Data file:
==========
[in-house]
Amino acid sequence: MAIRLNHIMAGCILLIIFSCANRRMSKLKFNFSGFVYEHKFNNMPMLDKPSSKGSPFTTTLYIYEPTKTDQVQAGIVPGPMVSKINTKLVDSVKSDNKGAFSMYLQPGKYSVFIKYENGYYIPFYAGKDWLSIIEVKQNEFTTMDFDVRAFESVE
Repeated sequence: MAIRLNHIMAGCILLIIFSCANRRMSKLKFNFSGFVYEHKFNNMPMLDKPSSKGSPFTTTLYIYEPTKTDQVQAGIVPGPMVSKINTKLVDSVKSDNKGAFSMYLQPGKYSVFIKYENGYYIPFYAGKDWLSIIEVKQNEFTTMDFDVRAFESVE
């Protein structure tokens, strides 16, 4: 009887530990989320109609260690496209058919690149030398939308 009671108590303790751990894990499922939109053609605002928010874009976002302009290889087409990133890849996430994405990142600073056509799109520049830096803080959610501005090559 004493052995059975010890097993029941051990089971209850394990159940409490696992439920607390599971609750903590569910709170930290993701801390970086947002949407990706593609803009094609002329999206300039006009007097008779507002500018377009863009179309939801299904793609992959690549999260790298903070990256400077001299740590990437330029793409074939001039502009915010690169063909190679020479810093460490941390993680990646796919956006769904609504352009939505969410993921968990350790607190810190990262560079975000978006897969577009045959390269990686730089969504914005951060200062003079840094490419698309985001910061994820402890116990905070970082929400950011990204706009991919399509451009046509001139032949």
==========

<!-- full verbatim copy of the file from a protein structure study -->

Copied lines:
[in-house]
Amino acid sequence: MAIRLNHIMAGCILLIIFSCANRRMSKLKFNFSGFVYEHKFNNMPMLDKPSSKGSPFTTTLYIYEPTKTDQVQAGIVPGPMVSKINTKLVDSVKSDNKGAFSMYLQPGKYSVFIKYENGYYIPFYAGKDWLSIIEVKQNEFTTMDFDVRAFESVE
Repeated sequence: MAIRLNHIMAGCILLIIFSCANRRMSKLKFNFSGFVYEHKFNNMPMLDKPSSKGSPFTTTLYIYEPTKTDQVQAGIVPGPMVSKINTKLVDSVKSDNKGAFSMYLQPGKYSVFIKYENGYYIPFYAGKDWLSIIEVKQNEFTTMDFDVRAFESVE
């Protein structure tokens, strides 16, 4: 009887530990989320109609260690496209058919690149030398939308 009671108590303790751990894990499922939109053609605002928010874009976002302009290889087409990133890849996430994405990142600073056509799109520049830096803080959610501005090559 004493052995059975010890097993029941051990089971209850394990159940409490696992439920607390599971609750903590569910709170930290993701801390970086947002949407990706593609803009094609002329999206300039006009007097008779507002500018377009863009179309939801299904793609992959690549999260790298903070990256400077001299740590990437330029793409074939001039502009915010690169063909190679020479810093460490941390993680990646796919956006769904609504352009939505969410993921968990350790607190810190990262560079975000978006897969577009045959390269990686730089969504914005951060200062003079840094490419698309985001910061994820402890116990905070970082929400950011990204706009991919399509451009046509001139032949």